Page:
Lawsuit alleges Singing River, DHS conspired to 'steal' Mexican woman's baby

PASCAGOULA, Mississippi -- A federal lawsuit asking for unspecified damages and greater agency oversight was filed Thursday against the state Department of Human Services and Singing River Health System by the Southern Poverty Law Center over a newborn who was placed in foster care after being born at Singing River Hospital in November 2008.

The girl was reunited in February 2010 with her mother, Cirila Baltazar Cruz, a Mexican woman who had been in the country illegally. The pair has since returned to Cruz's native Oaxaca, according to Mary Bauer, the center's legal director.

"She lost a year of her daughter's life and it was the worst thing that had ever happened to her," Bauer said. "I think that it's safe to say that both she and our office are far more concerned that this not happen to another immigrant woman in Mississippi (than about money)."

The hospital had not been served with a lawsuit as of Thursday afternoon, but said that Cruz received exceptional care and was treated with the utmost respect when she came to the hospital. To be included in any complaint, the hospital maintains, is "frivolous and entirely inappropriate."

Singing River referred Cruz's case to DHR at the "appropriate time," and maintains that decision-making authority regarding child welfare is beyond its scope of authority.

"Our mission includes providing care for all who come to us in need, and we did exactly that in caring for Ms. Cruz, who came to us in distress an in an emergent situation," said Richard Lucas, vice president of communications, said in a statement.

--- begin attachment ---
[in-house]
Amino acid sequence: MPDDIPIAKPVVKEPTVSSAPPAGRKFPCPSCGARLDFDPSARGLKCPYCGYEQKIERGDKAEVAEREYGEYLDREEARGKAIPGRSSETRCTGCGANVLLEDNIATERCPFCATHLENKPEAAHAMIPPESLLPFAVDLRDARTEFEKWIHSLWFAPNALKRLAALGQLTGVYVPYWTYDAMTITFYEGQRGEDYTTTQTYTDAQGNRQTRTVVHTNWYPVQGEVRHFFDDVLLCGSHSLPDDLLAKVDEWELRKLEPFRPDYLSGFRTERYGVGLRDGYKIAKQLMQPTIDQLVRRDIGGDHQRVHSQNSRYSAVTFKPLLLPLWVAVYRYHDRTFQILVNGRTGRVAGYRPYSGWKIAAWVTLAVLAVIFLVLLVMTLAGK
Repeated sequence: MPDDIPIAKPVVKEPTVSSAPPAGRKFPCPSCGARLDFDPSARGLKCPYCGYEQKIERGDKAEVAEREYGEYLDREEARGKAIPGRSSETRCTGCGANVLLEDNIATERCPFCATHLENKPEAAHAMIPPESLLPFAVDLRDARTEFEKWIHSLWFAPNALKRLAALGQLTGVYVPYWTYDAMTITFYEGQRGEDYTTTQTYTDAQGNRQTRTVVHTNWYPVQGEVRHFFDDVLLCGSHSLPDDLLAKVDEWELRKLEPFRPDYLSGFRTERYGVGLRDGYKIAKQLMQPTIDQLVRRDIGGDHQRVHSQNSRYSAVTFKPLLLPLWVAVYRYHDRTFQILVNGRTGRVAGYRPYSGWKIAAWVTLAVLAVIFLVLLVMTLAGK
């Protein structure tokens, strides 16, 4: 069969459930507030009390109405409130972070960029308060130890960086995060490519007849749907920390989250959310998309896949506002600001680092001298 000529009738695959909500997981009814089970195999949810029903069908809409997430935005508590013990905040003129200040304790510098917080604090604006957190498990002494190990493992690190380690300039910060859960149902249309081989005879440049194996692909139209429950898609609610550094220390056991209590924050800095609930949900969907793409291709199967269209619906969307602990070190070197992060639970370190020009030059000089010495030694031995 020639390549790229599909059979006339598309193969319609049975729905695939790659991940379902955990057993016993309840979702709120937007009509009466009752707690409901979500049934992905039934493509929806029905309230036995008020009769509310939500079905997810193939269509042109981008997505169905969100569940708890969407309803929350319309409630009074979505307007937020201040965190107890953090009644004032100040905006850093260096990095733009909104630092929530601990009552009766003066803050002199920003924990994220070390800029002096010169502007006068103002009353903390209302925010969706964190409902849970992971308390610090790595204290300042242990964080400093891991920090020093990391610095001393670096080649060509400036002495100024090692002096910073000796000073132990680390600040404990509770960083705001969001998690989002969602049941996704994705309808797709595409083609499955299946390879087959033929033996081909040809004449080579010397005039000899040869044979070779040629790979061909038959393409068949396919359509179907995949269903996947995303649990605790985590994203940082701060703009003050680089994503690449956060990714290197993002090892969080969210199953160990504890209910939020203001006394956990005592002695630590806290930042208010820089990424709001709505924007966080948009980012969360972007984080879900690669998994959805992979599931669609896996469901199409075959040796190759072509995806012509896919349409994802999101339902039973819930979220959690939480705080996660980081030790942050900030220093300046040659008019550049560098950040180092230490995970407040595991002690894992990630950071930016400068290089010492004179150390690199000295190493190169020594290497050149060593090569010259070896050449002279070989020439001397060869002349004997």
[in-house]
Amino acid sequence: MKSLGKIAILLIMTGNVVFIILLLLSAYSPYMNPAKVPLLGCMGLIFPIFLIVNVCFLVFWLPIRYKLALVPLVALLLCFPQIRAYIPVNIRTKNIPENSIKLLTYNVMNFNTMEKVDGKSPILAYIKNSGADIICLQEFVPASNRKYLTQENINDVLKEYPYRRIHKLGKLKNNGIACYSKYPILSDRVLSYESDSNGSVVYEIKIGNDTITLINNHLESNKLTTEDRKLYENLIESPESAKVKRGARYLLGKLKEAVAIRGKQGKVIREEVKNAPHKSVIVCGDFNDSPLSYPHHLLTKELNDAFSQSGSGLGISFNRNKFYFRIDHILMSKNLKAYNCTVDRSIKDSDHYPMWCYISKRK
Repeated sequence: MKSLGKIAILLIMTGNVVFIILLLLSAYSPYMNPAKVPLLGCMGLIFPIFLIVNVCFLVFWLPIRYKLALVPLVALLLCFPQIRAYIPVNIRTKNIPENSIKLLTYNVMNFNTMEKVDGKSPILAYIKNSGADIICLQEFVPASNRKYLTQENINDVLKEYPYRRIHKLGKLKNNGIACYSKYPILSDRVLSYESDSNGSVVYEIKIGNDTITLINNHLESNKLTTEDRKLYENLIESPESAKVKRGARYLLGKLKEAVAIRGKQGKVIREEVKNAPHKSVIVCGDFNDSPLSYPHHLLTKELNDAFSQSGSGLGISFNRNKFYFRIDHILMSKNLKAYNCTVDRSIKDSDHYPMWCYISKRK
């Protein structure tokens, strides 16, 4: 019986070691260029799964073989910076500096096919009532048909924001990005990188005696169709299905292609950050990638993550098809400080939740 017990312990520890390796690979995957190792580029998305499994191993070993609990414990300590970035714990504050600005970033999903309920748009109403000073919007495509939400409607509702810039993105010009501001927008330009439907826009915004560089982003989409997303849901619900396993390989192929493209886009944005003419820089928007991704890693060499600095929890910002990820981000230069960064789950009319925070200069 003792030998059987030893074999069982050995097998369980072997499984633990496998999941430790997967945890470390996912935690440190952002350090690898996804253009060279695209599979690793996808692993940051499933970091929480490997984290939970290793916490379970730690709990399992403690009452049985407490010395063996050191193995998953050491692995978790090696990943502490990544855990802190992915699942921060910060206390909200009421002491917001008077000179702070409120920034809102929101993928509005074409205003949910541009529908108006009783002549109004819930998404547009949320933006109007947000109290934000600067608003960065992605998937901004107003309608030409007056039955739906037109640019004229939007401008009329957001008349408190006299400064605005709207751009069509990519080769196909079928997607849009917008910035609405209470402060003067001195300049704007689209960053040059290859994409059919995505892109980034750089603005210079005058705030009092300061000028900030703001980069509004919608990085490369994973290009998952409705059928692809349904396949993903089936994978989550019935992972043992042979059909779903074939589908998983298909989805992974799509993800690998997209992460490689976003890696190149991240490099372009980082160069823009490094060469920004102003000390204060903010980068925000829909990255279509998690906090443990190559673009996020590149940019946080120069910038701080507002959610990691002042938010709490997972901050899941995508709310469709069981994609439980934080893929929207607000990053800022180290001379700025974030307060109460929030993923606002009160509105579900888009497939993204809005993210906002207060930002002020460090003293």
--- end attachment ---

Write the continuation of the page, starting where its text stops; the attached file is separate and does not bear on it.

State DHS declined comment.

The case resulted in a memorandum of understanding between Mississippi and Mexico requiring the state to inform the Mexican government of any similar cases.

Besides the department and hospital system, department employee Vicki Hayes, supervisor Ralph "Matt" Mathews and hospital employee Abigail Medina are named as defendants.

The suit charges that state officials and the hospital conspired to "steal" the baby by making false charges against Cruz that she couldn't refute because she spoke a Mexican dialect and could understand neither Spanish nor English. At the time she gave birth, Cruz was living in an Orchard Road apartment and had reportedly walked to the hospital. Officials determined she lacked sufficient means to care for the baby, and placed the child in custody of a local couple, Wendy and Douglas Tynes, who have since divorced.

According to the center, the Tynes frequently practiced law before the youth court judge who approved removal of the child.

Douglas Tynes had no comment Thursday.

The U.S. Department of Health reunited Mother and child after an investigation and Human Services found that the state failed to comply with several requirements of federal law.

A letter sent from the federal bureau to state DMS Director Donald Thompson in October 2009 pointed to "grave concerns about the handling of the case. "The MDHS staff interviewed did not see these issues as problematic," the letter reads. "This leads us to conclude that this may be how business is conducted and that this is not an isolated incident."

Bauer said she expects the defendants to be served within the next few days, and they have 20 days to respond.

The U.S. Department of Health and Human Services in August 2009 conducted a review of state department's adoption policies and procedures, according to the letter.

That review alleges that:

•A social worker failed to ensure effective communication with the mother.
•Reasonable efforts to prevent removal of the child, such as assisting the mother in finding suitable and safe housing, were not made.
•Reasonable efforts were not made to identify or contact the mother's relatives.
•Authorities failed to develop a case plan until five months after the child had been removed.

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